In the case of “multiple set point” precision charging, the charging gate 60 may be initially opened fully for maximum flow rate, but is closed in stages as each of a plurality of weight set points as measured by the load cell 48 is reached. As the final set point is approached the charging gate 60 is closed to a stage where the flow rate is low enough to allow an accurate determination of material in the weigh bin 46 by the load cell 48, that is, at a rate at which the impact load of the material entering the weigh bin 46 does not unduly affect the weighing. The smaller amount of material in transit facilitates the determination of a relatively accurate and consistent set point resulting in precision-charged batches.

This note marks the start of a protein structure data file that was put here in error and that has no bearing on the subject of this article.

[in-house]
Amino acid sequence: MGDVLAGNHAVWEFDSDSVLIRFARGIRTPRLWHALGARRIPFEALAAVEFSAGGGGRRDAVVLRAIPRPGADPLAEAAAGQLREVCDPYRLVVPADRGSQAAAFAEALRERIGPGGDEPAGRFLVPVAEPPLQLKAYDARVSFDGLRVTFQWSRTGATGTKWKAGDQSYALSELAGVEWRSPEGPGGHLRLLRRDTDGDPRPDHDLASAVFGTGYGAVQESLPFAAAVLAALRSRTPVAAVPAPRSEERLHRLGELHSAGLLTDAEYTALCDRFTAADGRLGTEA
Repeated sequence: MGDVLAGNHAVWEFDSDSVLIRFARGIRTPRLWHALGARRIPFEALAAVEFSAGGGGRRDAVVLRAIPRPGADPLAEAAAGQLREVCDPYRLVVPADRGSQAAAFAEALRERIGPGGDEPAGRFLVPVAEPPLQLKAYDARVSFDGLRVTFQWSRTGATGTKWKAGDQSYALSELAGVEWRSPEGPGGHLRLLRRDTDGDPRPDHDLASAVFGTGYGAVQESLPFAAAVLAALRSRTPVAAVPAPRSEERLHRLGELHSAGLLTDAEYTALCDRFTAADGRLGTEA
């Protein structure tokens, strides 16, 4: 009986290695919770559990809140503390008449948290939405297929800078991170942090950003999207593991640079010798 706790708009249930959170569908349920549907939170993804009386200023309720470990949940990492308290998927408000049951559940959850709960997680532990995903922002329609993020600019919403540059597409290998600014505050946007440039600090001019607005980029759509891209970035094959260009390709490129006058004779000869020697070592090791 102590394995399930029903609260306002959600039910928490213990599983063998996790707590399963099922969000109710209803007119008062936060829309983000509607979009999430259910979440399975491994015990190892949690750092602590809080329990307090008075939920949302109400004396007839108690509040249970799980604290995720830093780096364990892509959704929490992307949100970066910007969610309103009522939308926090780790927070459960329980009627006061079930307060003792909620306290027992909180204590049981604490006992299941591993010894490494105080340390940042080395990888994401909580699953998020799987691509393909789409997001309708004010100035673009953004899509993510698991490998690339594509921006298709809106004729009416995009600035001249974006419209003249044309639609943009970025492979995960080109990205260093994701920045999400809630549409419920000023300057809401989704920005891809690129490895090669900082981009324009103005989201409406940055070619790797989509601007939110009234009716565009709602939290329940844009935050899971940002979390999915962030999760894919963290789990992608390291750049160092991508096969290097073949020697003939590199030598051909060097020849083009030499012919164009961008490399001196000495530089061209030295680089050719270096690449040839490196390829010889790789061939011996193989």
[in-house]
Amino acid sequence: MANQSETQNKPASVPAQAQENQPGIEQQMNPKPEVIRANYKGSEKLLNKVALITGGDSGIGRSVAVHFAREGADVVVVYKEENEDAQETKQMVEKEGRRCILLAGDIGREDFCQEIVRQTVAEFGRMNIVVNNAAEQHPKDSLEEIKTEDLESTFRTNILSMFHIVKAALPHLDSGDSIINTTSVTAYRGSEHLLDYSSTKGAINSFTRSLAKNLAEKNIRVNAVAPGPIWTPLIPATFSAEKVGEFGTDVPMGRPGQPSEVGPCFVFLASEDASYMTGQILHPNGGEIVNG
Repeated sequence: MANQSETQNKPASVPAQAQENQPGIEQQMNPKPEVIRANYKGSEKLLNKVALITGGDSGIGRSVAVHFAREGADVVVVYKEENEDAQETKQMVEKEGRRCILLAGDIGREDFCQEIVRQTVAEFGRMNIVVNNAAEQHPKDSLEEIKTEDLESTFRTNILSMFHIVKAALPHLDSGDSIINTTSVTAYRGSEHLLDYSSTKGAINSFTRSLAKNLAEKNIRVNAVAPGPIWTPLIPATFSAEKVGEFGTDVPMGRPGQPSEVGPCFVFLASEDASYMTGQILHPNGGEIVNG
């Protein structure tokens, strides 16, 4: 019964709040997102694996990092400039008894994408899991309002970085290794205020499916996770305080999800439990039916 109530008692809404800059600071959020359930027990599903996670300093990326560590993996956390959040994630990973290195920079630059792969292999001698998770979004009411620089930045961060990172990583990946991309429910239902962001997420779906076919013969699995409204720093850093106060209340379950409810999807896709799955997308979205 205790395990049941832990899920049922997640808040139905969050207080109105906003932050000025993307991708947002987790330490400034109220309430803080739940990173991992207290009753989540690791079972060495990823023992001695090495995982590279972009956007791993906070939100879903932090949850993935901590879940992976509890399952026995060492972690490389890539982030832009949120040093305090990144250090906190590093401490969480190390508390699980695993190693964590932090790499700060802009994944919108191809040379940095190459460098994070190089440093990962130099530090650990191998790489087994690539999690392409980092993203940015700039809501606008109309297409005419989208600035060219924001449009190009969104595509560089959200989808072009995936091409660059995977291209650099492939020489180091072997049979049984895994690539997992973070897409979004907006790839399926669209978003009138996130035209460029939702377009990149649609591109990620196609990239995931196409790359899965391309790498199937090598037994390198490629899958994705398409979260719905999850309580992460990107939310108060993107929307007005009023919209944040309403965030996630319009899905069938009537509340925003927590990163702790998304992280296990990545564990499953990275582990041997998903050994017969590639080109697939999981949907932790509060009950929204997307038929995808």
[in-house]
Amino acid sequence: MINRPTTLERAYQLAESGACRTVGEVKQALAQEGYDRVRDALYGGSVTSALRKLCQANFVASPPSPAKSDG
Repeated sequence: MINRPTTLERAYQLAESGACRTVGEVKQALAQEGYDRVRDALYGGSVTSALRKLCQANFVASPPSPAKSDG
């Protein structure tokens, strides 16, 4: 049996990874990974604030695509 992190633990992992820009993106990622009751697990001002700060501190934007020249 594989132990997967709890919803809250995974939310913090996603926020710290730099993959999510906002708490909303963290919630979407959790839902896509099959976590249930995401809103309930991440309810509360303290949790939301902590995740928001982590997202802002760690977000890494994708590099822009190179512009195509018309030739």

Related to the foregoing, the weigh bin 46 has a maximum available capacity, as well as a maximum target capacity for a non-precision-charged batch, the maximum target capacity for a non-precision-charged batch being less than the maximum available capacity. More particularly, a weigh bin 46 with a rated capacity of 45 tons (41 metric tons) has an overload factor of approximately 10% built into the rated capacity, and can in fact hold 50 tons (45 metric tons) of coal, as the maximum available capacity, before an overload condition is reached as indicated by a display associated with the load cell 48 blanking out. With “multiple set point” precision charging, the weigh bin can be charged to its maximum available capacity, but a relatively long time is required to do so. In contrast, with “single set point” charging, the maximum batch target capacity for a non-precision-charged batch is limited, for example to 42 tons (38 metric tons). With non-precision charging, even though the target weight of the batch is only 42 tons (38 metric tons), the actual weight of the batch has the possibility of approaching the 50 ton (45 metric ton) maximum available capacity. Thus there is a risk of overloading the weigh bin 46 even with a relatively low batch target weight.